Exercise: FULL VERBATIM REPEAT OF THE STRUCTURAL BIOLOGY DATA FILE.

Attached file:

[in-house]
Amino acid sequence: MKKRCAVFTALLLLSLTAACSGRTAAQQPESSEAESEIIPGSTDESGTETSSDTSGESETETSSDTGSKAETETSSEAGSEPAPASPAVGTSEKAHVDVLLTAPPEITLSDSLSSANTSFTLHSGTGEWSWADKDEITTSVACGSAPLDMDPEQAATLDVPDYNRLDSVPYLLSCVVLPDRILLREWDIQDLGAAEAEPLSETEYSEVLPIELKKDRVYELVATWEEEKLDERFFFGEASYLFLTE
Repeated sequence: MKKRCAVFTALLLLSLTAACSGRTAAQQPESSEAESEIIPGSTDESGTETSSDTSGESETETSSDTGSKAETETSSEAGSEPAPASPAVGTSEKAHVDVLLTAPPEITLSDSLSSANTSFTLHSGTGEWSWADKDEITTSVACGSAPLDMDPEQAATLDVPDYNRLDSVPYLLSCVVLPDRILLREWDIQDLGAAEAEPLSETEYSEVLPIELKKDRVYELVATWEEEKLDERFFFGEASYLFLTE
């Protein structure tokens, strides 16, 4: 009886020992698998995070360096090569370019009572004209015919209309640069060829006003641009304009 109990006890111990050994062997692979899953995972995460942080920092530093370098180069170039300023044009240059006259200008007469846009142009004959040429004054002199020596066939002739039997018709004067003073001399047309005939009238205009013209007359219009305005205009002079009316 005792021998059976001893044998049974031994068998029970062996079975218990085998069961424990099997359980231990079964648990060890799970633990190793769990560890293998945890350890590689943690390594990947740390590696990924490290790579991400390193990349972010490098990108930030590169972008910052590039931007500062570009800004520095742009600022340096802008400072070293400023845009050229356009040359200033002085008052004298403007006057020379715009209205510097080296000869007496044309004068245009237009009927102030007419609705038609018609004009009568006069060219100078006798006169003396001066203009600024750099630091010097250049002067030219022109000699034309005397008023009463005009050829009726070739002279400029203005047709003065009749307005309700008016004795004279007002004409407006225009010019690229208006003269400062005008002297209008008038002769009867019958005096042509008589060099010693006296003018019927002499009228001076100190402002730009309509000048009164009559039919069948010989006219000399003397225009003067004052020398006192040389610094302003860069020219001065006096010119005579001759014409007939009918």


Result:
[in-house]
Amino acid sequence: MKKRCAVFTALLLLSLTAACSGRTAAQQPESSEAESEIIPGSTDESGTETSSDTSGESETETSSDTGSKAETETSSEAGSEPAPASPAVGTSEKAHVDVLLTAPPEITLSDSLSSANTSFTLHSGTGEWSWADKDEITTSVACGSAPLDMDPEQAATLDVPDYNRLDSVPYLLSCVVLPDRILLREWDIQDLGAAEAEPLSETEYSEVLPIELKKDRVYELVATWEEEKLDERFFFGEASYLFLTE
Repeated sequence: MKKRCAVFTALLLLSLTAACSGRTAAQQPESSEAESEIIPGSTDESGTETSSDTSGESETETSSDTGSKAETETSSEAGSEPAPASPAVGTSEKAHVDVLLTAPPEITLSDSLSSANTSFTLHSGTGEWSWADKDEITTSVACGSAPLDMDPEQAATLDVPDYNRLDSVPYLLSCVVLPDRILLREWDIQDLGAAEAEPLSETEYSEVLPIELKKDRVYELVATWEEEKLDERFFFGEASYLFLTE
């Protein structure tokens, strides 16, 4: 009886020992698998995070360096090569370019009572004209015919209309640069060829006003641009304009 109990006890111990050994062997692979899953995972995460942080920092530093370098180069170039300023044009240059006259200008007469846009142009004959040429004054002199020596066939002739039997018709004067003073001399047309005939009238205009013209007359219009305005205009002079009316 005792021998059976001893044998049974031994068998029970062996079975218990085998069961424990099997359980231990079964648990060890799970633990190793769990560890293998945890350890590689943690390594990947740390590696990924490290790579991400390193990349972010490098990108930030590169972008910052590039931007500062570009800004520095742009600022340096802008400072070293400023845009050229356009040359200033002085008052004298403007006057020379715009209205510097080296000869007496044309004068245009237009009927102030007419609705038609018609004009009568006069060219100078006798006169003396001066203009600024750099630091010097250049002067030219022109000699034309005397008023009463005009050829009726070739002279400029203005047709003065009749307005309700008016004795004279007002004409407006225009010019690229208006003269400062005008002297209008008038002769009867019958005096042509008589060099010693006296003018019927002499009228001076100190402002730009309509000048009164009559039919069948010989006219000399003397225009003067004052020398006192040389610094302003860069020219001065006096010119005579001759014409007939009918």